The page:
White Sox

Tim Anderson on White Sox pursuit of Manny Machado: 'I would love to play with him, but shortstop is mine'

Tim Anderson on White Sox pursuit of Manny Machado: 'I would love to play with him, but shortstop is mine'

You think you’re tired of waiting for Manny Machado to make a decision?

Imagine what Tim Anderson and Yolmer Sanchez must be feeling. The two players who would be most directly impacted by a possible Machado signing were asked about it roughly 5,732 times at SoxFest over the weekend.

Both were locked in at shortstop and third base in 2018 for the White Sox. 2019 offers no such guarantees. Not with a 26-year-old, four-time All Star available on the open market and the White Sox in a three-month pursuit to sign him.

There’s been much speculation that Machado, who’s won two Gold Gloves at third base, prefers to play shortstop with his new team. However, manager Rick Renteria shot down that theory last week, telling NBC Sports Chicago that Machado “has said that he will play wherever we need him to play to help us win. So I’m not worried about where he’s going to play. He knows the makeup of the roster.”

For the record, Anderson is in favor of the White Sox signing Machado. Here’s his pitch to the coveted free agent:

“We’re good people. The clubhouse is good. I think the vibe is good in the locker room. Come play with us.”

But ask Anderson if he’ll step out of the way and hand over his shortstop job to Machado, and you’ll get a much different answer.

“I don’t feel like I have to bow down to nobody. I don’t feel like I just have to give something up what I worked hard for. I would love to play with him, but shortstop is mine,” Anderson said. “I came too far for these fans to kind of just want me to give it to Machado. I don’t think that’s right, but at the end of the day, I get it. I see both sides, so that’s why I’m here to try and win a championship. The White Sox have been nothing but good to me, so I give them nothing but respect by what they have going on.”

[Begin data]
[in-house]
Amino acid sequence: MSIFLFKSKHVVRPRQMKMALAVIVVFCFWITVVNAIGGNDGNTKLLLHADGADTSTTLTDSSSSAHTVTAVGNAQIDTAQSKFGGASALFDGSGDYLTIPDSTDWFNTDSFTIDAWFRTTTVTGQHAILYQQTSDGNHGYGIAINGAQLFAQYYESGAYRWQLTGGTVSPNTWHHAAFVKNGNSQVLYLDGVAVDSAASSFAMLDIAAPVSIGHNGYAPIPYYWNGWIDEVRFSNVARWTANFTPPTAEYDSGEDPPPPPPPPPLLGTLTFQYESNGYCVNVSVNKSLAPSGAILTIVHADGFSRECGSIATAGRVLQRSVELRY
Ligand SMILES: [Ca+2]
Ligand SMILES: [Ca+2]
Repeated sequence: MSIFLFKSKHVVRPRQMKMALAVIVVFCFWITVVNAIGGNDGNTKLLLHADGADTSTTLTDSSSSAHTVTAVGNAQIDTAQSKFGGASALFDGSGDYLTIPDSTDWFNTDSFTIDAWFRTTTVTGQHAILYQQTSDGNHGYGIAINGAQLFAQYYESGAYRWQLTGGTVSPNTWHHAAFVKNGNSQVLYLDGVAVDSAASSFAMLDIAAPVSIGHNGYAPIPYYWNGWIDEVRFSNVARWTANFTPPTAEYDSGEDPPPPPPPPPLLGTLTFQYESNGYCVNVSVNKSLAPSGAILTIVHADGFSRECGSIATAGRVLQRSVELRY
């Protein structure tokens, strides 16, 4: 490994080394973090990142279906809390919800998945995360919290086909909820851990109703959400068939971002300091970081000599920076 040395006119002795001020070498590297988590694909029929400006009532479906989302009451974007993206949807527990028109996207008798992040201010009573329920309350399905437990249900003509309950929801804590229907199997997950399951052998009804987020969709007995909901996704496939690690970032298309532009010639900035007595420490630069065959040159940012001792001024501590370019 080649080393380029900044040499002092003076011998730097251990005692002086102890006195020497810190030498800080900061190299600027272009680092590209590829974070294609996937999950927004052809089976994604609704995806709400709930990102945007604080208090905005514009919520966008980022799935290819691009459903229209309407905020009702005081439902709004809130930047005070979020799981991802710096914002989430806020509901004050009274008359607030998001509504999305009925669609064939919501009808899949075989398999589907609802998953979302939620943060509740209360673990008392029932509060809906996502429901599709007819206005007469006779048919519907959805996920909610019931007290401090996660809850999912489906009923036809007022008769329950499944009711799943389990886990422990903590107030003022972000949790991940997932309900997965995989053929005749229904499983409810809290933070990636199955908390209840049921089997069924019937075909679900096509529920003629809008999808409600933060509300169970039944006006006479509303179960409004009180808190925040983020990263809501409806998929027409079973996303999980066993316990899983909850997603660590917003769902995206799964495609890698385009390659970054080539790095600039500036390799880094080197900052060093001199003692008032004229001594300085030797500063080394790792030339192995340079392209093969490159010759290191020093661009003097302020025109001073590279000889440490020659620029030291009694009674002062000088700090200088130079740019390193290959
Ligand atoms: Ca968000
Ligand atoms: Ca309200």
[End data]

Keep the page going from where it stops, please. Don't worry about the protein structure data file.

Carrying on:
No matter who you are, there’s always someone next in line to take your job away. That’s just a reality in professional sports.

“Everyone says, ‘What if Machado signs here?’ If not Machado, Jake (Burger) is in the minor leagues. He’s trying to take my spot,” Sanchez said.

Rick Hahn has also mentioned the possibility of moving Yoan Moncada over to third base, potentially creating more competition for Sanchez. In the end, the versatility of Sanchez all around the diamond should favor him no matter what happens.

“I play everywhere,” Sanchez said. “They don’t want to ask me, but what if Machado plays third? OK, I’m fine. If we win the World Series, I’m fine with that.”

Anderson might not be a Gold Glove shortstop, but the teammate who plays right next to him predicts that day is coming soon.

“He’s been playing really, really good shortstop. I know that this year or next year he’s going to be a Gold Glove winner,” Sanchez said about Anderson. “I’ve been playing with him since the minor leagues. I know how hard he’s working.”